Is my psyche just being fooled by the meta-language, perhaps? If we take the data of pure voices, does he actually cut the mustard in matching these?

In order to determine the answer, 10 years ago we would have needed to stroll the streets and play audio snippets to 300 people from the James Bond movies, *The Shining*, *Batman*, and Cumberbatch’s impression snippets—then survey whether those people were fooled.

But no need, if you have your *Mathematica* handy!

With *Mathematica*‘s machine learning capabilities, it’s possible to classify sample voice snippets easily, which means we can determine whether Benedict’s impressions would be able to fool a computer. So I set myself the challenge of building a decent enough database of voice samples, plus I took snippets from each of Benedict’s impression attempts, and I let *Mathematica* do its magic.

We built a path to each person’s snippet database, which *Mathematica* exported for analysis:

We imported all of the real voices:

The classifier was trained simply by providing the associated real voices to `Classify`; in the interest of speed, a pre-trained `ClassifierFunction` was loaded from cfActorWDX.wdx:

My audio database needed to include snippets of Benedict’s own voice, snippets of the impersonated actors’ own voices, and the impressions from Cumberbatch. The sources for the training were the following: Alan Rickman, Christopher Walken, Jack Nicholson, John Malkovich, Michael Caine, Owen Wilson, Sean Connery, Tom Hiddleston, and Benedict Cumberbatch. I used a total of 560 snippets, but of course, the more data used, the more reliable the results. The snippets needed to be as “clean” as possible (no laughter, music, chatter, etc. in the background).

These all needed to be exactly the same length (3.00 seconds), and we made sure all snippets were the same length by using this function in the Wolfram Language:

Some weren’t single-channel audio files, so we needed to exclude this factor as an additional feature to optimize our results during the export stage:

Thanks go to Martin Hadley and Jon McLoone for the code.

Drum-roll… time for the verdict!

I have to break everyone’s heart now, and I’m not sure I want to be the one to do it… so I will “blame” *Mathematica*, because machine learning could indeed mostly tell the difference between the actors’ real voices and the impressions (bar two).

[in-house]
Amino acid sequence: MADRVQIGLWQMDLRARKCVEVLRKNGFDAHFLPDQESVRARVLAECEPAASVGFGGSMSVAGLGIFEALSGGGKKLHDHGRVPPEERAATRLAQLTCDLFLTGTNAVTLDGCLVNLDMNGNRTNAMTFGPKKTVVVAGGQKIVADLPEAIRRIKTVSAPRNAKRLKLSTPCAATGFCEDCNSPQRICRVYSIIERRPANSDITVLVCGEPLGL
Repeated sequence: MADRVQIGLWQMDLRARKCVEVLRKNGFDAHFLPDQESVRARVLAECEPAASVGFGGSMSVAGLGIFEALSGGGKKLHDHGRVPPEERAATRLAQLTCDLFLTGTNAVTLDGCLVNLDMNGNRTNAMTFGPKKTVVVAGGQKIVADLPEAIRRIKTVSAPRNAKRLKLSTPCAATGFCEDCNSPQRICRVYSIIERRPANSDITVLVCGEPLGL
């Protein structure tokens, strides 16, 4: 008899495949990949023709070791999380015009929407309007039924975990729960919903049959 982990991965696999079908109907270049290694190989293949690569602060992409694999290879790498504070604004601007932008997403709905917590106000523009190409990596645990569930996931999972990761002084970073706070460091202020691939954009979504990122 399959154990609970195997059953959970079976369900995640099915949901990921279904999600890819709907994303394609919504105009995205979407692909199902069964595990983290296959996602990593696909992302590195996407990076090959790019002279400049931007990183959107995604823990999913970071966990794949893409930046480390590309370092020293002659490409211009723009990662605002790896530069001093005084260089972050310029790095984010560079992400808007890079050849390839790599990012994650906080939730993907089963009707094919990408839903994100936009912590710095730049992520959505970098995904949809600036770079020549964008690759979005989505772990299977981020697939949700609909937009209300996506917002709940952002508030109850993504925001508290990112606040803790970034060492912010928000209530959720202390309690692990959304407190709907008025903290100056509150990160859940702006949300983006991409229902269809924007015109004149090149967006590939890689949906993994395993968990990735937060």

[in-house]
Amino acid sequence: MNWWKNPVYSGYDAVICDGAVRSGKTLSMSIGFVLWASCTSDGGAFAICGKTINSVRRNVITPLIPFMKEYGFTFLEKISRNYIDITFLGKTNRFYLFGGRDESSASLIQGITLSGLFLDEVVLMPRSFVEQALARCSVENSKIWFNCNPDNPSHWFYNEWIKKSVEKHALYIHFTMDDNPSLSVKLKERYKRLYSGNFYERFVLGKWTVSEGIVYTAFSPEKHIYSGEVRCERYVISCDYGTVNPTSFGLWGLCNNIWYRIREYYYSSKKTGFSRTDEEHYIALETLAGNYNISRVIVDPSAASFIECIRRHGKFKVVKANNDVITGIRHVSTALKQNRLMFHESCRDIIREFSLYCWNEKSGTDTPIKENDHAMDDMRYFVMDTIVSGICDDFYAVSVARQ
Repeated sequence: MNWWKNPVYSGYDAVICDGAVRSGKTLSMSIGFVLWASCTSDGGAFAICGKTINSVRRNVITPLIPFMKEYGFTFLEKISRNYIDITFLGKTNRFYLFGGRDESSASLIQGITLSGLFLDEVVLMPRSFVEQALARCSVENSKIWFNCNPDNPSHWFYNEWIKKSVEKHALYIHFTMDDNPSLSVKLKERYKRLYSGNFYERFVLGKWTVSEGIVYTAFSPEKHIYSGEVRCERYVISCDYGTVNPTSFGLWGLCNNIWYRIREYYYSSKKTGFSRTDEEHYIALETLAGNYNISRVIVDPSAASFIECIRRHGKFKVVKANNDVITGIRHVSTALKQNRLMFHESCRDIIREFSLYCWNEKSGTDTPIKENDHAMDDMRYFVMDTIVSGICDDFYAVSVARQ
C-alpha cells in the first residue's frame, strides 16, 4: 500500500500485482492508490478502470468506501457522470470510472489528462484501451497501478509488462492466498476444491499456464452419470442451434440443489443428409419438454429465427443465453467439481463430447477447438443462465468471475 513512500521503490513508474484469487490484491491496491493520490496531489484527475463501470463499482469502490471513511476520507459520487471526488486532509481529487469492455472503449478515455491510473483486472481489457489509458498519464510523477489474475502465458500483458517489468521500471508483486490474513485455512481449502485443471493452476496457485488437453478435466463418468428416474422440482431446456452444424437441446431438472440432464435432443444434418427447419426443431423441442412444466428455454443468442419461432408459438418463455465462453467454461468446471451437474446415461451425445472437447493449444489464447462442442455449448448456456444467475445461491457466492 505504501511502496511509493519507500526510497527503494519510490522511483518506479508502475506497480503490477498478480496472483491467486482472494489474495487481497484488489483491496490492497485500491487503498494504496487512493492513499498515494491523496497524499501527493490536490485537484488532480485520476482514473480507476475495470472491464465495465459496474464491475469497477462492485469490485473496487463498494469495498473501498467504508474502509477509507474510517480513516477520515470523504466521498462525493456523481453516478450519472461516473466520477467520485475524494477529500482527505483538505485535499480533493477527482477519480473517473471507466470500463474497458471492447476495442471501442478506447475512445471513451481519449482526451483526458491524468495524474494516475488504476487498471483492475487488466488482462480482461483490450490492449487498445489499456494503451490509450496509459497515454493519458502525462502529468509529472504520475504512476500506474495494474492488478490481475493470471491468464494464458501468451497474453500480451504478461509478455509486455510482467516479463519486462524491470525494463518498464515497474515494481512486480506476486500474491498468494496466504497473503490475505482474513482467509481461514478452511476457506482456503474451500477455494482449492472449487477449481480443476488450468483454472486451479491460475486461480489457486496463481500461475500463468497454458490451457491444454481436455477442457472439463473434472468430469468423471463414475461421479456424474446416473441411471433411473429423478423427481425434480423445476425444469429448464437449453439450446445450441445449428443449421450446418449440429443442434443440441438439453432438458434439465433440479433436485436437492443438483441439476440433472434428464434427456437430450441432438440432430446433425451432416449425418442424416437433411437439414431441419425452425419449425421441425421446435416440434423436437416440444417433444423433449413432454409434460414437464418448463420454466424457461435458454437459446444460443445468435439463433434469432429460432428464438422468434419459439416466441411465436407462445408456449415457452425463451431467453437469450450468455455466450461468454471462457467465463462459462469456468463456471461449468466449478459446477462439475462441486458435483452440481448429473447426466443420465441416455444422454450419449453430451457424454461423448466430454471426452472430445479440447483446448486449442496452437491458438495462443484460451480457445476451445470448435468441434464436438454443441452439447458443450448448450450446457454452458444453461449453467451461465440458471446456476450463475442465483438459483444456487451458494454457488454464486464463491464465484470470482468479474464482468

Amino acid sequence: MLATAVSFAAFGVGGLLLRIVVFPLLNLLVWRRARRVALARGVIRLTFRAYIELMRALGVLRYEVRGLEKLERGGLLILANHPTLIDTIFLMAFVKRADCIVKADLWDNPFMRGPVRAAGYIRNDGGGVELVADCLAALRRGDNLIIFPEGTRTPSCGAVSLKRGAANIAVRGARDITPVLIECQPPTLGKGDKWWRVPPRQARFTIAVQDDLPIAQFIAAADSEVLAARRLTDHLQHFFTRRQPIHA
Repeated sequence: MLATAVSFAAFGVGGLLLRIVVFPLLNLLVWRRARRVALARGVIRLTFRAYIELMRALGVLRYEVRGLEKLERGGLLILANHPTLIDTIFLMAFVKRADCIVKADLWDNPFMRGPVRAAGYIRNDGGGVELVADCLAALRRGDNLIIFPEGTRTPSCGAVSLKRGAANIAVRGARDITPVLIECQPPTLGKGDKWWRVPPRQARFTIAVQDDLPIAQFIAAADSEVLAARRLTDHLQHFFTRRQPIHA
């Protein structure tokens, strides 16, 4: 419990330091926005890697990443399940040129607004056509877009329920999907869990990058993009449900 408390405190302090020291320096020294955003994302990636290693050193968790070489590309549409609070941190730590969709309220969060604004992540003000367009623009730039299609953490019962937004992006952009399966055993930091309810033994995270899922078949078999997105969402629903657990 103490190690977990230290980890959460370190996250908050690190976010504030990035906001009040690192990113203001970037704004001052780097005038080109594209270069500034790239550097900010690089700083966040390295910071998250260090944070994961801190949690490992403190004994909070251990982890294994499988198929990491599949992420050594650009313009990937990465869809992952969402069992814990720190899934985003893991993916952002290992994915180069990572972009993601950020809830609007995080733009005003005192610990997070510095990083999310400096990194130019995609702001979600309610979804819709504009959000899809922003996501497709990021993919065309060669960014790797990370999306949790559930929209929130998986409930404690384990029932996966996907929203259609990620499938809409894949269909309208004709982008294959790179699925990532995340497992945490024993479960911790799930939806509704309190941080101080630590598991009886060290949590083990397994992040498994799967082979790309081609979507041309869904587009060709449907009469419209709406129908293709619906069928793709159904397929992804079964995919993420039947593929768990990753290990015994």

As the results below reveal, *Mathematica* provides 97–100% confidence on the impressions tested:

For most impressions, there is a very small reported probability of any classification other than Benedict Cumberbatch or Alan Rickman.

It might be worth noting that Rickman, Connery, and Wilson all have a slow rhythm to their speech, with many pauses (especially noticeable in the snippets I used), which could have confused the algorithm.

Now it’s time to be grown up about this, and not hold it against Benedict. He is still a beloved charmer, after all.

My admiration for him lives on, and I look forward to seeing him in *The Imitation Game*!

Download the accompanying code for this blog post as a Computable Document Format (CDF) file.

]]>Thanksgiving is just around the corner, and that means you only have five weeks left to knock out your holiday shopping. Never fear, Wolfram is delivering amazing deals to customers across the globe, including North and South America, Australia, and parts of Asia and Africa to inspire a whole new year of computational creativity.

Give the perfect gift to your high school or college student with 20% off of *Mathematica Student Edition*, or treat yourself to the same discount on *Mathematica Home Edition*.

Or, for the engineering hobbyist or recreational system designer on your list, get 20% off of *SystemModeler* *Student* and *Home Editions*.

To make things extra merry, we are offering a Cyber Monday deal. US and Canada shoppers will see these discounts increase from 20% to 25% off, for even greater savings!

This holiday season, you can also get an extra three months of Wolfram|Alpha Pro free with a one-year subscription! View Step-by-step solutions for your math and chemistry queries, upload and analyze your own data and files, get extended computation time, and interact with plots and graphs—as well as receive access to Wolfram Problem Generator, where you’ll have unlimited practice problems with Step-by-step solutions.

Want to give the gift of W|A Pro to a special someone else instead? Send it in the form of an electronic gift card.

These special offers are available until December 31. If after all that you still have more items on your holiday list to check off, visit our online store for exclusive Wolfram merchandise! Happy Holidays!